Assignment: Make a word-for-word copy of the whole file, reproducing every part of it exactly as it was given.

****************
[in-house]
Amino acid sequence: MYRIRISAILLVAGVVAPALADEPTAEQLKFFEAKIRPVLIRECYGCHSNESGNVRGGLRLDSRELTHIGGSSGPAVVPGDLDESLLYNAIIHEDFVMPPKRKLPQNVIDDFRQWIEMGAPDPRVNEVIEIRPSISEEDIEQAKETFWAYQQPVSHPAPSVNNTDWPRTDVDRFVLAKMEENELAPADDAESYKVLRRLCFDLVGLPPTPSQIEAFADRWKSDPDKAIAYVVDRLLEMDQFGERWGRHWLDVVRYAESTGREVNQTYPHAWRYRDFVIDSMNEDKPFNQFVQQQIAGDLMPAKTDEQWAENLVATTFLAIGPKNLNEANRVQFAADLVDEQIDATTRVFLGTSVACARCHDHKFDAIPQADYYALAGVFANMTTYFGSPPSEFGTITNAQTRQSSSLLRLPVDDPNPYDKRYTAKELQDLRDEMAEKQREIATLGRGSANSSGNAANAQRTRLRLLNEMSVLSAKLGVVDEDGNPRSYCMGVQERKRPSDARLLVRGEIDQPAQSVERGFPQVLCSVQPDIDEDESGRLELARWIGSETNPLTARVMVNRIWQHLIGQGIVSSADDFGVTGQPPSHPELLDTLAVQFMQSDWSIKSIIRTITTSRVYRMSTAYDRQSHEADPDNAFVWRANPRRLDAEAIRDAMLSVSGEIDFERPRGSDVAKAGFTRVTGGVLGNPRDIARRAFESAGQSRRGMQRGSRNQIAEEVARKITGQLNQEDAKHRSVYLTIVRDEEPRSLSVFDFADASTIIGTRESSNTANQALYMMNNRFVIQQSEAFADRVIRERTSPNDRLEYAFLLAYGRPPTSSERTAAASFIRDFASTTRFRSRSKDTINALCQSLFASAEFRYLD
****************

[in-house]
Amino acid sequence: MYRIRISAILLVAGVVAPALADEPTAEQLKFFEAKIRPVLIRECYGCHSNESGNVRGGLRLDSRELTHIGGSSGPAVVPGDLDESLLYNAIIHEDFVMPPKRKLPQNVIDDFRQWIEMGAPDPRVNEVIEIRPSISEEDIEQAKETFWAYQQPVSHPAPSVNNTDWPRTDVDRFVLAKMEENELAPADDAESYKVLRRLCFDLVGLPPTPSQIEAFADRWKSDPDKAIAYVVDRLLEMDQFGERWGRHWLDVVRYAESTGREVNQTYPHAWRYRDFVIDSMNEDKPFNQFVQQQIAGDLMPAKTDEQWAENLVATTFLAIGPKNLNEANRVQFAADLVDEQIDATTRVFLGTSVACARCHDHKFDAIPQADYYALAGVFANMTTYFGSPPSEFGTITNAQTRQSSSLLRLPVDDPNPYDKRYTAKELQDLRDEMAEKQREIATLGRGSANSSGNAANAQRTRLRLLNEMSVLSAKLGVVDEDGNPRSYCMGVQERKRPSDARLLVRGEIDQPAQSVERGFPQVLCSVQPDIDEDESGRLELARWIGSETNPLTARVMVNRIWQHLIGQGIVSSADDFGVTGQPPSHPELLDTLAVQFMQSDWSIKSIIRTITTSRVYRMSTAYDRQSHEADPDNAFVWRANPRRLDAEAIRDAMLSVSGEIDFERPRGSDVAKAGFTRVTGGVLGNPRDIARRAFESAGQSRRGMQRGSRNQIAEEVARKITGQLNQEDAKHRSVYLTIVRDEEPRSLSVFDFADASTIIGTRESSNTANQALYMMNNRFVIQQSEAFADRVIRERTSPNDRLEYAFLLAYGRPPTSSERTAAASFIRDFASTTRFRSRSKDTINALCQSLFASAEFRYLD